Friday looks to be another losing day for Facebook, Inc. (NASDAQ:FB) stock as Wall Street treads with caution across most of the equity market. Like on Wednesday, several high flyers were in the red, with Facebook, Apple, Netflix and other big tech names skidding and pulling the S&P 500 and Nasdaq Composite into the red, even as analysts attempted to rescue them.
Facebook stock a top pick in Internet
In a note on Friday, JPMorgan analyst Doug Anmuth said that Facebook stock was one of his two top ideas in Internet going into 2018, with Netflix stock being the other. He has a $225 price target on Facebook stock and noted that the company has been steady in delivering strong growth in ad revenues and “significant number revisions” this year. He highlighted Instagram as an area with “significant headroom” for user growth and monetization.
On Thursday, MKM Partners analyst Rob Sanderson raised his price target for Facebook stock from $200 to $240, which is the highest among the analysts reporting their models to FactSet. He sees the setup for Facebook stock as “the best among mega-caps at the moment.”
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He believes the consensus is estimating “overly conservative” deceleration in topline growth. He also thinks the consensus appears to expect an “overly aggressive” ramp in expenses, and he believes Facebook stock already reflects “a material slow-down with significant decoupling of P/E and revenue growth.”
Original video content is the future
Facebook management has spooked investors more than once by signaling that they’re preparing to invest in new technology or features, and one area that’s been under development for quite some time is video. The company announced the Facebook Watch tab over the summer, and Morgan Stanley analyst Brian Nowak offered analysis of the size of investment that may be required and the potential payoff from it.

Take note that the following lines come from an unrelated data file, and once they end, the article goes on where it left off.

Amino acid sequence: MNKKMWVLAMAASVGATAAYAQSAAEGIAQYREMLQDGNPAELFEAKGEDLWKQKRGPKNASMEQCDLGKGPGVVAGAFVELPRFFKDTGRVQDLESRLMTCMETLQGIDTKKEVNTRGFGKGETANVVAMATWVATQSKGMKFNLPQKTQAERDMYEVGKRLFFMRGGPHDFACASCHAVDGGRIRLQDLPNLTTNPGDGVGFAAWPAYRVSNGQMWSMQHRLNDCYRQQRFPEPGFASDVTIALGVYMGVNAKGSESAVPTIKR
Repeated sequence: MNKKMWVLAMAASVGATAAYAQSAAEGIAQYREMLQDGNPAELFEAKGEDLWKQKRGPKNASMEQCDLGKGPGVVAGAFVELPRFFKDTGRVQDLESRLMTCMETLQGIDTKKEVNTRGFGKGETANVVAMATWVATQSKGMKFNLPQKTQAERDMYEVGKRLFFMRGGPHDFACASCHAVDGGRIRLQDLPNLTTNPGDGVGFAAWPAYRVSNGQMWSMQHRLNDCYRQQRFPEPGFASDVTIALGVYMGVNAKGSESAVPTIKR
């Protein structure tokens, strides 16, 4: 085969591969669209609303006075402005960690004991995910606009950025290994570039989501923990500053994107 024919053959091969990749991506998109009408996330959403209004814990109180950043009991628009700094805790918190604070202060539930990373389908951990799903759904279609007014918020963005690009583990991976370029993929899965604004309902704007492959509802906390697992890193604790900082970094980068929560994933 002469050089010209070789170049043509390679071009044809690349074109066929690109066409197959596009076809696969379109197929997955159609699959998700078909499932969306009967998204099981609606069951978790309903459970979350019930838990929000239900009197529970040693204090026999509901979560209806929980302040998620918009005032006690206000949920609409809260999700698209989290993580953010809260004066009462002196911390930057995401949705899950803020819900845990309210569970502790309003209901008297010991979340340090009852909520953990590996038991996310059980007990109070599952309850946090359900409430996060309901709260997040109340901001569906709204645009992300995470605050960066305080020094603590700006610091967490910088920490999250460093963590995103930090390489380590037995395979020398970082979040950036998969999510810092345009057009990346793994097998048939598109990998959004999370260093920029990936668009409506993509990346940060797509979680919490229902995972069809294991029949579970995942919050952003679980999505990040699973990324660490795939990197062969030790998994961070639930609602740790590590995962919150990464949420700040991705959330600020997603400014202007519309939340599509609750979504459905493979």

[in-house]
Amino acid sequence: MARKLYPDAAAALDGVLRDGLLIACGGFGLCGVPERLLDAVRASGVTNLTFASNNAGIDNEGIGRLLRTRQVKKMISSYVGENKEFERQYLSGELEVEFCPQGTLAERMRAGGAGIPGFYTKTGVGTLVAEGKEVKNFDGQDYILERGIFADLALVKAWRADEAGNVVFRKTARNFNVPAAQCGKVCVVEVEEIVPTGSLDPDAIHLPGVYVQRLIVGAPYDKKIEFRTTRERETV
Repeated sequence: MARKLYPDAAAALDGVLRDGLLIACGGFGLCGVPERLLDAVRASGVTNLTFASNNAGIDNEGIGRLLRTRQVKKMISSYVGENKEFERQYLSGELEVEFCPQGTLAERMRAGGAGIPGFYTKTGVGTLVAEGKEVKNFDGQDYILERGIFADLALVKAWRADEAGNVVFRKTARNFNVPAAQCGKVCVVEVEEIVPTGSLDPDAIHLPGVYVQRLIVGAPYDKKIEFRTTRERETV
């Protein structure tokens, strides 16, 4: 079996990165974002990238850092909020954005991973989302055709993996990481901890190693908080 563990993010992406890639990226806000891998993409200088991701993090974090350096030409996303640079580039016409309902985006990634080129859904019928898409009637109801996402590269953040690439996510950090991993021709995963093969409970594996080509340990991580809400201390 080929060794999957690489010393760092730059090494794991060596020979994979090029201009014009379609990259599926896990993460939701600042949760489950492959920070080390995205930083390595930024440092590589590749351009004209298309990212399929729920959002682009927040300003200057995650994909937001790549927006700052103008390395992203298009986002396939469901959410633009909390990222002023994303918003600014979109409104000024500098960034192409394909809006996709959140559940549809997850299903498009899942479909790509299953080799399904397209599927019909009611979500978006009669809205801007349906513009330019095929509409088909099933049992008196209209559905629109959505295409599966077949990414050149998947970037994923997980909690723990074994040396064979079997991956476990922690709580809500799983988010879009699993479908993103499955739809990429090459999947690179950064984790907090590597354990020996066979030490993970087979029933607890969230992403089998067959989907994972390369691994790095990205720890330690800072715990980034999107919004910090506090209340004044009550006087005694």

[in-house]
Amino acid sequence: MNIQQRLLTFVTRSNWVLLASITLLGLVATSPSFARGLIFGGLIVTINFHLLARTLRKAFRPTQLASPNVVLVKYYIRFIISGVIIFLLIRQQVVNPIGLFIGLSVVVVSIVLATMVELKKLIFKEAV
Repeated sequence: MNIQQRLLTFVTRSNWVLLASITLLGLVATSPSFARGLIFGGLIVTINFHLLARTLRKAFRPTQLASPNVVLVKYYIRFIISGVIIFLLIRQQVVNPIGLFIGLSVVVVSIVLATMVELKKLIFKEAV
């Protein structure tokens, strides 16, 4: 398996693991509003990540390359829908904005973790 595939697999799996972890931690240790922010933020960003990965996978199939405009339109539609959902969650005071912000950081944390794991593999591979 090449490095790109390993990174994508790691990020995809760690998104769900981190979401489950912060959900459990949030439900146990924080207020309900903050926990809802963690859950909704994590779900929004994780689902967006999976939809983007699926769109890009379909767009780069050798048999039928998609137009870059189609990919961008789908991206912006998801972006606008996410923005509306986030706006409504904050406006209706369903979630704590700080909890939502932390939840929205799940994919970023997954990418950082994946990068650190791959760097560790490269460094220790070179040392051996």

Facebook Watch includes both shorter and longer-form videos, and next year the company is expected to spend hundreds of millions of dollars on original video content for the Watch tab. It’s Facebook’s participation in the growing trend of tech companies producing their own content.
Estimating Facebook Watch impacts
For Nowak’s base case, he pegs Facebook’s original content investment at $200 million for 15 longer-form series with 12 episodes apiece and 100 shorter-form series, also with 12 episodes each. He expects the social media form to monetize these videos using mid-roll ads, noting that Facebook is giving its content creators 55% of the ad revenue it earns on their shows.
He expects Facebook to recoup whatever it invested in content initially before starting its revenue sharing program. He also expects the company to keep full ownership of some series, along with 100% of the ad revenue from them. He pegs 2018 Watch video revenue at $565 million for 2018 with $400 million in video spend. He also estimates Watch use at about 6% of total minutes spent on Facebook, or 20 minutes per daily active user in North America per day, which he adds is still much lower than the amount of daily video consumption on more established platforms.
Facebook stock declined by as much as 0.95% to $175.49 in intraday trading on Friday.